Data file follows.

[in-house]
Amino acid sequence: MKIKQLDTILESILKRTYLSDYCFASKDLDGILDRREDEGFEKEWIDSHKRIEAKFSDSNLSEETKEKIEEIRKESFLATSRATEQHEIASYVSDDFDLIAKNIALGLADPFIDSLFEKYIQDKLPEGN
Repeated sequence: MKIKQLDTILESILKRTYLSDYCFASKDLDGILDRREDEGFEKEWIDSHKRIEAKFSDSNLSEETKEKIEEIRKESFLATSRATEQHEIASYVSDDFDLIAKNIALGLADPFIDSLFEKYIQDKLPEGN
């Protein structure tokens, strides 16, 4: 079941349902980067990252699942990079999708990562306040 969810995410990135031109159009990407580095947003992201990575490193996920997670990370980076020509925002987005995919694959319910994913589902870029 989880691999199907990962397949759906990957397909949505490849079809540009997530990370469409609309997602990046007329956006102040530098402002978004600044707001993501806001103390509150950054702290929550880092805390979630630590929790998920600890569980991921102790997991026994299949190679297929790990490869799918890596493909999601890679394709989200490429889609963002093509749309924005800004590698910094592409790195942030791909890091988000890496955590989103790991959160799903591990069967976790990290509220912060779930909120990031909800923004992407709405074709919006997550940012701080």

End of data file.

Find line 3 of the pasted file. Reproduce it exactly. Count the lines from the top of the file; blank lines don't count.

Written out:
Repeated sequence: MKIKQLDTILESILKRTYLSDYCFASKDLDGILDRREDEGFEKEWIDSHKRIEAKFSDSNLSEETKEKIEEIRKESFLATSRATEQHEIASYVSDDFDLIAKNIALGLADPFIDSLFEKYIQDKLPEGN